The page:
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DSC 0368LTNguyen Tien Hung is a cassava flour producer in the Long Bien District of North Hanoi, Vietnam. 20 years ago, as the economy in Vietnam collapsed in a post-war crackdown on remnants of capitalism in the South of the country; Tien Hung was struggling to earn a living working for a public company. He saw an opportunity in producing cassava flour, realising there was a ready market with ready buyers, and he hasn't looked back since.

Tien Hung now has 3 children, and including his grandparents his cassava flour production supports a household of 7 people.

He buys dried cassava chips from suppliers mostly in the mountainous areas of north-west Vietnam, and mills the chips in his factory to make flour. Cassava chips need to be dried as soon as possible after harvesting to retain the quality, but they can then be stored for several weeks before milling enabling production to take place all year round. Tien Hung pays attention to the quality of the chips, to make sure they meet certain quality of hygiene and starch content.

Tien Hung then mainly sells his milled flour to wood making manufacturers to use as a glue in the paperboard process, but also to the food industry (eg. a coating for fried shallots), to locals for use in traditional cakes, and to animal feed producers.

Cassava starch/flour can be used for many different things. If the quality is right, it can replace wheat and maize in bread and bakery products. A slightly simpler product is also used as a binding agent by plywood manufacturers. Tien Hung produces the flour in a hygienic environment and sells it on to different industries that make those end products.

He says: "Demand for cassava flour is increasing, although the price has seasonal variation. I intend to remain in cassava flour production, and even to expand the business when my children have grown up".

The School of Biotechnology and Food Technology at the Hanoi University of Science and Technology, as part of the Gratitude project are working with Tien Hung to understand the cassava value chain in Vietnam in order to ensure that technologies developed by the project concerning waste products and ways of reducing loss are commercially viable for the key actors.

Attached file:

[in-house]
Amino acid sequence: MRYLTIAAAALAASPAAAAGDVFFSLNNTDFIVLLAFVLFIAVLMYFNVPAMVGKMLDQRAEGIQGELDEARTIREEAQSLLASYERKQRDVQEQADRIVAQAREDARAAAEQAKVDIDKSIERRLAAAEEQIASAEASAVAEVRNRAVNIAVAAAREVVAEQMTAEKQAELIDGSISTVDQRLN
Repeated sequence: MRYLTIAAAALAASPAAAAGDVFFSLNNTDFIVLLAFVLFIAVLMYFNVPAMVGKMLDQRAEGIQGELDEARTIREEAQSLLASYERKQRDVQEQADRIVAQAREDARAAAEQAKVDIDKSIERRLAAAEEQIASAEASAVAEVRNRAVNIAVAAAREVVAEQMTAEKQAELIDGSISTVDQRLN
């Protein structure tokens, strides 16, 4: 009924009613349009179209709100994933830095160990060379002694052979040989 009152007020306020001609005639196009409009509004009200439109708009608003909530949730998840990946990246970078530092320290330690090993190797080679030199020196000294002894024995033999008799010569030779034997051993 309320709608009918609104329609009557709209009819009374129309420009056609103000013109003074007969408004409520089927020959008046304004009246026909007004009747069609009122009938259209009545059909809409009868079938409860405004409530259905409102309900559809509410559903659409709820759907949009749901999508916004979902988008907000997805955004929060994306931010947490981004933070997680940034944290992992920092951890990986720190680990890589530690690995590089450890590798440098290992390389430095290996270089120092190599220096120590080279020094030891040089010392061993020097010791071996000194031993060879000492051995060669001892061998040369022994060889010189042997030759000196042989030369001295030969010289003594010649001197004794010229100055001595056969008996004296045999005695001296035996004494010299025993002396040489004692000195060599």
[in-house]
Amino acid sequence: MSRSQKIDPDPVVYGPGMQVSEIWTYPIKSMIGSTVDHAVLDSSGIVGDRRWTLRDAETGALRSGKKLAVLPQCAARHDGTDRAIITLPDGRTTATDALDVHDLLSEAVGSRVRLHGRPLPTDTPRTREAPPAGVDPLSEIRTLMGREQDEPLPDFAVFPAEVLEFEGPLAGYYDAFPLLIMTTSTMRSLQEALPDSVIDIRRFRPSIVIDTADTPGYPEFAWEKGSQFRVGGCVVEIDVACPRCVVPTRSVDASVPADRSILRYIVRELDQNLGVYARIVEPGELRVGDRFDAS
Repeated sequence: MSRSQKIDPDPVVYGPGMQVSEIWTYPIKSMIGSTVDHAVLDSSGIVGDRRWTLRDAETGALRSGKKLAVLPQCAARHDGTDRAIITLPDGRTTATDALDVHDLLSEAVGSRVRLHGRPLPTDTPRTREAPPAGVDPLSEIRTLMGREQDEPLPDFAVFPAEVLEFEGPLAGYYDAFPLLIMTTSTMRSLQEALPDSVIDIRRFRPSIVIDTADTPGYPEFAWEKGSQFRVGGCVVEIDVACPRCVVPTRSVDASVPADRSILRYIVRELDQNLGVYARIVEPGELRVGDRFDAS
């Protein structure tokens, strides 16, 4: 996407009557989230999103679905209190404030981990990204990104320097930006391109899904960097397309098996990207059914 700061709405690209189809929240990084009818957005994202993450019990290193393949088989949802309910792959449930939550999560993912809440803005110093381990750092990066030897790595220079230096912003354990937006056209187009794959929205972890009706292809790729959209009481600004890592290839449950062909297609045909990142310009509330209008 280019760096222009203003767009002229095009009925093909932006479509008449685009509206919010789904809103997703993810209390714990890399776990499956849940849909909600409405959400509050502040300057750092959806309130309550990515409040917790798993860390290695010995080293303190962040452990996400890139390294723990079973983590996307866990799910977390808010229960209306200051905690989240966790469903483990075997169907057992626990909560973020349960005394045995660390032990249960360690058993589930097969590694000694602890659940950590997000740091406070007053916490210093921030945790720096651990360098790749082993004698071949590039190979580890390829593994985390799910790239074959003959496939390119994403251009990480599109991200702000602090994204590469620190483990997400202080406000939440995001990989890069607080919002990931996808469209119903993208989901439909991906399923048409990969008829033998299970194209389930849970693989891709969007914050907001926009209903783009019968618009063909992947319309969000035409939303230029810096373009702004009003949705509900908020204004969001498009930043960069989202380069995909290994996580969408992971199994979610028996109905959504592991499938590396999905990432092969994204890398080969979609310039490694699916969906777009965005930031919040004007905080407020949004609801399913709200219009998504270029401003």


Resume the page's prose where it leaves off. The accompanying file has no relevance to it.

Olutu Ifeoluwa Omobolanle - Masters student FUNAAB

nigerianstudentBeing part of this world, I have experienced the devastating impact of discarded waste generated from various industrial and agricultural processes when this waste actually has a high potential to be recycled and converted into high value products.

As a food scientist, reducing postharvest losses is a continuous challenge, so it is a fantastic opportunity to be involved in the Gratitude project whose goal is to address this issue.

I am honoured to be part of this project, it has given me the confidence to communicate to individuals that instead of disposing and burning cassava peels, farmers can grow mushrooms, a highly nutritious fungus that has the potential to contribute to solving the problem of protein malnutrition, unemployment and food insecurity.

Inputs from experienced researchers also involved in the Gratitude project have guided my research in extending the shelf life of mushrooms grown on cassava peels to 24 days; 22 days longer than the usual 2 day period.

Through the project I have had the opportunity to see the commercial production of mushrooms using cassava and yam wastes as substrates, as a great means of income generation. I am now planning to attend intensive training on mushroom production in order to start my own mushroom farm.

Mushroom production process in Ghana

DSC 0051LT copyPreparing the substrate
Mushrooms are grown from a growth material called 'substrate'. To create the substrate, cassava or yam peels are dried and then milled. Water, lime and rice bran, are added, and the substrate is mixed and heaped into a pile on the ground. It is then left to ferment for 28 days. The compost needs to be turned every 4 days for proper aeration and uniform composting.

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Cassava flour producer, Hanoi Vietnam

DSC 0368LTNguyen Tien Hung is a cassava flour producer in the Long Bien District of North Hanoi, Vietnam. 20 years ago, as the economy in Vietnam collapsed in a post-war crackdown on remnants of capitalism in the South of the country; Tien Hung was struggling to earn a living working for a public company. He saw an opportunity in producing cassava flour, realising there was a ready market with ready buyers, and he hasn't looked back since.

Read more ...